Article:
The one I’d been waiting for!

The Hideaway (Lavender Shores Book 5)The Hideaway by Rosalind Abel

My rating: 5 of 5 stars

Best one yet easily for me. I’d been waiting for Connor and Micah’s story since this series started and I first read the hints on the author’s website that there might be more between this pair than just brothers (not blood brothers so stop panicking!)

It was certainly worth the effort wait, although I’d have loved to read it earlier in the series, it really did work best as the final one in this first block of five stories from Brandon Witt’s alter ego.

There were times when I wanted to give Connor a shake and tell him to get over himself and I really truly wanted to punch Gilbert at one point because of his reaction, but overall I think the situation was very well handled.

Micah’s little hideaway was a perfect location for a lot of the most emotional scenes in the book and, as ever, Rosalind’s light touch gave the narrative credibility.

The angsty was also believable and the epilogue was fantastic so this one gets a thumbs up there as well. Now I want to know why Seth hates Charlie so much and if Adrian and the red headed bookstore owner get their own Ore.

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Good bones of a story in this hockey romance

Country Boy (Hot off the Ice, #2)Country Boy by A.E. Wasp

My rating: 4 of 5 stars

3.5*

There’s a really good story here but it’s suffering under the weight of some editing and proofing lapses, there’s odd tenses, missing words and at one point, one of the MCs’s father’s name changes in the same paragraph.

As this is an ARC, I’m hoping they’ll be ironed out before release as AE Wasp has a real talent for putting some serious messages in the heart’s of her story telling.

This one surrounds the insidious way religion is used by a (thankfully small) minority to persecution and terrify the life out of those who don’t conform to heterosexual norms.

Paul has spent his whole life being told gays will go to Hell and that it’s wrong, a perversion, so he doesn’t react well after spending a night with college rival hockey player Robbie.

The proverbial hits big time though when he’s transferred to the same professional team a couple of years later and all those feelings of attraction are still there.

There’s a lot of complex emotions being dealt with in this book, as well as the sweet romance, and sometimes it gets itself all caught up in trying to do too much.

Robin’s inattentive parents and their disregard for his career, his transgender pseudo aunt Georgie playing college football with Paul’s dad and knowing there’s something off about his extreme religious views, should have been dealt with separately really.

It muddled up the narrative at that point so it felt like the big reveal from his past was there as a specific plot point.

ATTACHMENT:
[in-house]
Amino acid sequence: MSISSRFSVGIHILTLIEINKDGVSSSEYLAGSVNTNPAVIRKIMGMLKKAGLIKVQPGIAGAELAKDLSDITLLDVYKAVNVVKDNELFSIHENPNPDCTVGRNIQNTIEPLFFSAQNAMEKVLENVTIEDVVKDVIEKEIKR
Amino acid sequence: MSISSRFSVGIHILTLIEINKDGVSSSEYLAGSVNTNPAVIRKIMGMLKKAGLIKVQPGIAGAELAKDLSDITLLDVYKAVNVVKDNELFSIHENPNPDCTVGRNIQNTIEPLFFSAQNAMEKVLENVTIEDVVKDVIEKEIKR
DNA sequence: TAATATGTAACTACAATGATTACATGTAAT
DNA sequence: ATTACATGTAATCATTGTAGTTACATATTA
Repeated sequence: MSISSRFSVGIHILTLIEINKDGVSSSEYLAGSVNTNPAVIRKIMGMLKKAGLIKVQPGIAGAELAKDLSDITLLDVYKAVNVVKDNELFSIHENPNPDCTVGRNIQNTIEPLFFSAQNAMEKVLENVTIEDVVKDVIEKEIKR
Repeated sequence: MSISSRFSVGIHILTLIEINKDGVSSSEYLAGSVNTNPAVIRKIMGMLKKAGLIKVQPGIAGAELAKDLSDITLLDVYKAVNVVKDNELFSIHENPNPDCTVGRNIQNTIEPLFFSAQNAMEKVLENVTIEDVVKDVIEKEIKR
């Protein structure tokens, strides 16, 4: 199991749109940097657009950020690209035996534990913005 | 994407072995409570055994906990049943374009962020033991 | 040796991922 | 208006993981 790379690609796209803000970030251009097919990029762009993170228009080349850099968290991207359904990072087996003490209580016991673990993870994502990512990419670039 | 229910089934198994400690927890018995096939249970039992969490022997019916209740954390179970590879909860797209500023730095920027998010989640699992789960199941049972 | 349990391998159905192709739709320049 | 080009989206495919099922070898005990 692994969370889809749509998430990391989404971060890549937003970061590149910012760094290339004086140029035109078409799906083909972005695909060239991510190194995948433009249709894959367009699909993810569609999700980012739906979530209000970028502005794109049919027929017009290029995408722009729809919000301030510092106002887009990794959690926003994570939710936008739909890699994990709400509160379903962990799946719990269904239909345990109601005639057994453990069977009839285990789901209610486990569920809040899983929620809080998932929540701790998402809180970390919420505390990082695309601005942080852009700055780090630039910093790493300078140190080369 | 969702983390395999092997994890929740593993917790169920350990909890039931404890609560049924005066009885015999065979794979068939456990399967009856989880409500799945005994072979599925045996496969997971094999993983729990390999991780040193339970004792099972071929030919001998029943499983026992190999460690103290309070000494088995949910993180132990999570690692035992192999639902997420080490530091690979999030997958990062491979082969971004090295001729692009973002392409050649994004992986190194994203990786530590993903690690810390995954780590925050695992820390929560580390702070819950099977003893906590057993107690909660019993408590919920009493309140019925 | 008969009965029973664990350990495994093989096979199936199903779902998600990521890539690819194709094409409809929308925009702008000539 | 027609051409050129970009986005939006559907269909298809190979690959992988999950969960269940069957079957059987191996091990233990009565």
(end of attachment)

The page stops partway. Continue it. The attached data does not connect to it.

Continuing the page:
However, the very sharp reminder of the terrifying events of the 1980s with the AIDS crises was very well done.

I don’t think people who weren’t alive at that time can quite understand the horror and the fear which was projected around the world including here in the UK as the “gay plague” saw people dying in their hundreds, then thousands.

I felt for Paul throughout but I also wanted to kick him up the backside but i accept its difficult to change a mindset which has been drip fed to you for so long.

Both characters are quite young but they read as fairly mature, both were able to communicate, albeit at times in sign language, so there was no misunderstanding plot here.

The ending is really lovely and there are more potential pairings set up in this for a third book.

#ARC received from the author in return for an honest and unbiased review.

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Lots of feels with this new series

Back Piece (Skin Deep Inc., #1)Back Piece by L.A. Witt

My rating: 4 of 5 stars

This book gave me many feels, some of them very good, a couple not as good, but overall it weighed out on the side of being a great read.

I loved both Colin and Daniel, I liked how each of their special hang ups were dealt with and I absolutely loved that there was no magic dick cure just because they fell in love.

I also liked that Daniel’s family weren’t portrayed as one dimensional homophobic religious bigots but as complete and complex people and how Daniel could love them at the same time as hate them for their views.
Throughout their visit I could feel the weight of the pressure on my shoulders, something LA Witt is excellent at writing.

Something else she’s great at writing are sex scenes, and the steam level is high in this one with some stupendous virgin sex.

The angst levels were moderate. I’d guessed what Colin’s background was going to be before it was revealed and, while it was a big part of his mental illness, it was never treated lightly but was explained and explored in the context of his continual eating issues.

World building was great and, as this is book one in a new series, I’m looking forward to seeing what’s coming next.
Oh, and that cover, yeah that could have stars all on its own, so hot.

#ARC kindly provided by the publishers through NetGalley in return for an unbiased and honest review.

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